International Trainee Prize: “The mesoSPIM initiative: open-source light-sheet microscopes for imaging cleared tissue”, Fabian F. Voigt

The International Trainee Prize winner, Fabian F. Voigt, is a postdoctoral researcher at Harvard University. He developed an open-source, light-sheet microscope with greater capabilities than commercially available models, called the “mesoSPIM”. Light-sheet microscopes are used to image clear brain samples. This allows researchers to map neurons and their connections in whole mouse brains without having to slice the sample into thin sections. Interested researchers can download all the required parts lists, instructions and software to set up and operate such a microscope via mesospim.org. Since 2019, 14 such instruments have become operational across the globe and 16 peer-reviewed publications have been published with mesoSPIM data.

Voigt says he intends to use the funds to attend in-person conferences to spread the word about the project and listen to the needs of current and prospective mesoSPIM users.

“Developing an instrumentation idea into a well-documented reproducible open hardware project is a long and painstaking process that takes many years,” says Voigt. “Along the road, I received quite a few comments doubting that the project would succeed. It feels great to see the effort recognized in this way!”

Canadian Trainee Prize: “The ENIGMA Toolbox: Cross-disorder integration and multiscale neural contextualization of multisite neuroimaging datasets”, Sara Larivière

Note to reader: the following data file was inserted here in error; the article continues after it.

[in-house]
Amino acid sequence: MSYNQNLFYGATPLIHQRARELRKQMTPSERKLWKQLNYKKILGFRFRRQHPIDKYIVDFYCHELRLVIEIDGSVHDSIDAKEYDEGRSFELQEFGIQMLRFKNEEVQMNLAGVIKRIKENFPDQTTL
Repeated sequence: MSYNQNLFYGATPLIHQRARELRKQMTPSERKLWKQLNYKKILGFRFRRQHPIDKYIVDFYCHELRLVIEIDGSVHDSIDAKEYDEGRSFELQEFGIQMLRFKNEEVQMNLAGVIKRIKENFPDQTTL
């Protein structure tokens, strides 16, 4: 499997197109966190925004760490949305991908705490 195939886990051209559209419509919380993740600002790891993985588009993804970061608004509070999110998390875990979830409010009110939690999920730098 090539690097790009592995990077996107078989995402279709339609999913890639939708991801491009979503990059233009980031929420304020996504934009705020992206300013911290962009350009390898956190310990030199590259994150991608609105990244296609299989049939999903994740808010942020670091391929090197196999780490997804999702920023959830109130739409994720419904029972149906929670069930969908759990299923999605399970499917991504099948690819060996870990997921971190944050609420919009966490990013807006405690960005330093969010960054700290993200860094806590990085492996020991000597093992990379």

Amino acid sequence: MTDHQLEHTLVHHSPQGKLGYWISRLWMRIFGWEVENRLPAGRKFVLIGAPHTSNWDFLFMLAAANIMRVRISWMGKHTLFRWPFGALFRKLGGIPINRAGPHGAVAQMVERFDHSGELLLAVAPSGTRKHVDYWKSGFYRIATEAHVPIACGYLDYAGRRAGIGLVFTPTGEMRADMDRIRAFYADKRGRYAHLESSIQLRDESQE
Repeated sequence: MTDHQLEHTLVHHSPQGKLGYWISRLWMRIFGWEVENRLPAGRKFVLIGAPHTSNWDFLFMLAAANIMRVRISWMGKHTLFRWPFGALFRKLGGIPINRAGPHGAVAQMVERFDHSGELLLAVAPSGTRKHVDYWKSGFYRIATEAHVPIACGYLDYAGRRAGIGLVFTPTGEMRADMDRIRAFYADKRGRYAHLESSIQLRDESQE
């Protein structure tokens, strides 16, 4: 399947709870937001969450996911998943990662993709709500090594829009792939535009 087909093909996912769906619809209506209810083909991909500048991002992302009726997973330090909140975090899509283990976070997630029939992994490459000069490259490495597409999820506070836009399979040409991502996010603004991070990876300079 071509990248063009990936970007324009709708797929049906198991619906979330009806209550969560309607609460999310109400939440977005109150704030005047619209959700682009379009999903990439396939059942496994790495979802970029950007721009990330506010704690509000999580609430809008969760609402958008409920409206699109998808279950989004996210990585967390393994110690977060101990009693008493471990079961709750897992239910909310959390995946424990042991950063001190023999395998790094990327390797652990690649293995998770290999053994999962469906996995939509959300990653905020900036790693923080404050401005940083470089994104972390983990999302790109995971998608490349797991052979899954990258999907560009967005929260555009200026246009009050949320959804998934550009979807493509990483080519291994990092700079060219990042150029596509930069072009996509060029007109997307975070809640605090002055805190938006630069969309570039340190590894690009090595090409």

Sara Larivière, the Canadian Trainee Prize winner, has been awarded for the ENIGMA Toolbox, a centralized, continuously updated repository of hundreds of meta-analytical neuroimaging datasets. ENIGMA includes data from a range of disorders as well as an efficient codebase to visualize, analyze, and relate any neuroimaging findings to multiple scales of brain organization.

The toolbox gives scientists the means and knowledge to explore molecular, histological, and network correlates of brain disorders, and aims to facilitate and homogenize advanced analyses of magnetic resonance imaging (MRI) datasets around the globe.

“I was pleasantly surprised,” Lariviere says about learning she won. “I know some of the other trainees who were competing for this award and they have all made fantastic contributions to Open Science, including high quality open access datasets and data processing pipelines which I frequently use myself. Knowing that I was competing against high-calibre candidates, I can't help but feel extremely grateful and honored to have received this award.”

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The Neuro (Montreal Neurological Institute-Hospital) is a bilingual academic healthcare institution. We are a McGill research and teaching institute; delivering high-quality patient care, as part of the Neuroscience Mission of the McGill University Health Centre. We are proud to be a Killam Institution, supported by the Killam Trusts.